Speaking of unusual residential architecture, the most bizarre residential development in Rotterdam are infamous Cube Houses (Kubuswoningen).  Designed by Dutch architect Piet Blom in 1977, these 39 yellow cube homes are literally cubes that are tilted by 55 degrees.  The rows of these sunflower-looking homes create an impression of cubes thrown and frozen in midair, threatening to fall on pedestrians.  As we were standing outside and looking at this weird housing project, we wondered: how do you live inside? Is it even comfortable there? To find answers and decide for ourselves if we would want to live in a place like this, we went inside one of such cubes - the Show Cube Museum.  The cubes do look livable inside.  However, there is plenty of space wasted to level the 55-degree tilt.  Also, living in a place like this one can forget about buying furniture in IKEA as everything needs to be customized.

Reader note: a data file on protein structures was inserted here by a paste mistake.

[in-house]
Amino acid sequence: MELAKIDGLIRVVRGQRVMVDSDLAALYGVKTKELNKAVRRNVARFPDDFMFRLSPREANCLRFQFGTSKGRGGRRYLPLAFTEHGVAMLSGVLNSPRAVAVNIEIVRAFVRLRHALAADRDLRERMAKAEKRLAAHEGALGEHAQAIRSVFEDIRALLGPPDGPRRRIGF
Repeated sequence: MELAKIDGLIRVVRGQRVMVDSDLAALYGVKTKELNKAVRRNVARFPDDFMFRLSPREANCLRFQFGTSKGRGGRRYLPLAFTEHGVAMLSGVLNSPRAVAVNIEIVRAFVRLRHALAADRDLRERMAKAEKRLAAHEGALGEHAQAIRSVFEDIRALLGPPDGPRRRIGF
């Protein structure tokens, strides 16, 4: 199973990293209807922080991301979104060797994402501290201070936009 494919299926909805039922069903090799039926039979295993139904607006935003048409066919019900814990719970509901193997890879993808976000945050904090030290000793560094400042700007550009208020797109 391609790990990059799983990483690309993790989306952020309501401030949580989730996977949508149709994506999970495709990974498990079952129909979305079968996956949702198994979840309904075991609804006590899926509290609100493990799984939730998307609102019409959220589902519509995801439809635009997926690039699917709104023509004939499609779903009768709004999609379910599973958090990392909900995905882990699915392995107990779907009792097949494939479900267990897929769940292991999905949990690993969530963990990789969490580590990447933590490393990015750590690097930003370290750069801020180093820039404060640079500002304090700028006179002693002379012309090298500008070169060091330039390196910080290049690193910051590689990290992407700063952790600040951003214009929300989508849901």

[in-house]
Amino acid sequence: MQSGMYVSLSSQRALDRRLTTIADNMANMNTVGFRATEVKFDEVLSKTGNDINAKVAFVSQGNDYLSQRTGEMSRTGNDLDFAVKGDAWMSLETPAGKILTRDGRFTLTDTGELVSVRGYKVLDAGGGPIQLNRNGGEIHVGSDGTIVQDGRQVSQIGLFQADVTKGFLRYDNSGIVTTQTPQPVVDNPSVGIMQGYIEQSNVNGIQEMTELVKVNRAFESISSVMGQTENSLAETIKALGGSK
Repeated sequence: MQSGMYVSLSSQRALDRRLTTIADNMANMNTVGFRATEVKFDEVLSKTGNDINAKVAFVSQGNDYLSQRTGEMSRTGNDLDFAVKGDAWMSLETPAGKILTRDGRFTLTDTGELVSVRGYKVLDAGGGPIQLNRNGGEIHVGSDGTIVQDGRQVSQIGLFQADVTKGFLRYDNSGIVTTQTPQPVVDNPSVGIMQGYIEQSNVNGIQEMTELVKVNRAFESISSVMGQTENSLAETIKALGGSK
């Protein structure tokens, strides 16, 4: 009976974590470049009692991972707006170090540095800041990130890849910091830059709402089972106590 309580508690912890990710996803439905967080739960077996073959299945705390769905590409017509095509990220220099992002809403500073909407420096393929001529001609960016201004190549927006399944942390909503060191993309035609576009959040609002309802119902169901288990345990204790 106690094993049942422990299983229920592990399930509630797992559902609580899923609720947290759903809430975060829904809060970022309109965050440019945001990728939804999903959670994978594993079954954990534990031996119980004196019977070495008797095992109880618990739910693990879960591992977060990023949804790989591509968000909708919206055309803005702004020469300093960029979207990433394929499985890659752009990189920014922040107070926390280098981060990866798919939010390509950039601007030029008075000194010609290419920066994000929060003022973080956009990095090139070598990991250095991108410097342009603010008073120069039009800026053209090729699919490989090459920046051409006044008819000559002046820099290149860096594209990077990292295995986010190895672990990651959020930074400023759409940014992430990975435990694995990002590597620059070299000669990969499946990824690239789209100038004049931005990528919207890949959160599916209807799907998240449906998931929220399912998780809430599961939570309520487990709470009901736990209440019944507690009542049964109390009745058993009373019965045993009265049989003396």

The nearby architecture is as strange as the Cube Houses.  Right next to the Cube Houses is another radical project by Piet Blom, the Blaaktoren (1984), a residential tower known as the “Pencil” because of its pointy top.  Its neighbor, the industrial-looking building with yellow pipes, is nothing else but the city’s central library.  Yet, this area is dominated by an imposing Markthal.  This giant horseshoe-shaped building is not your average market hall.  The building was created by the leading Dutch architectural firm MVRDV and inaugurated by the Dutch Queen in 2014.  Inside, one can find a bustling covered market selling everything from Dutch cheese to pickled herring.  The building also has hundreds of offices and apartments, though their existence is not immediately obvious to visitors.  The entire inner ceiling is adorned with one of the largest artworks in the world, the Horn of Plenty (Hoorn des Overvloeds), composed of giant fruits and vegetables floating through the air above.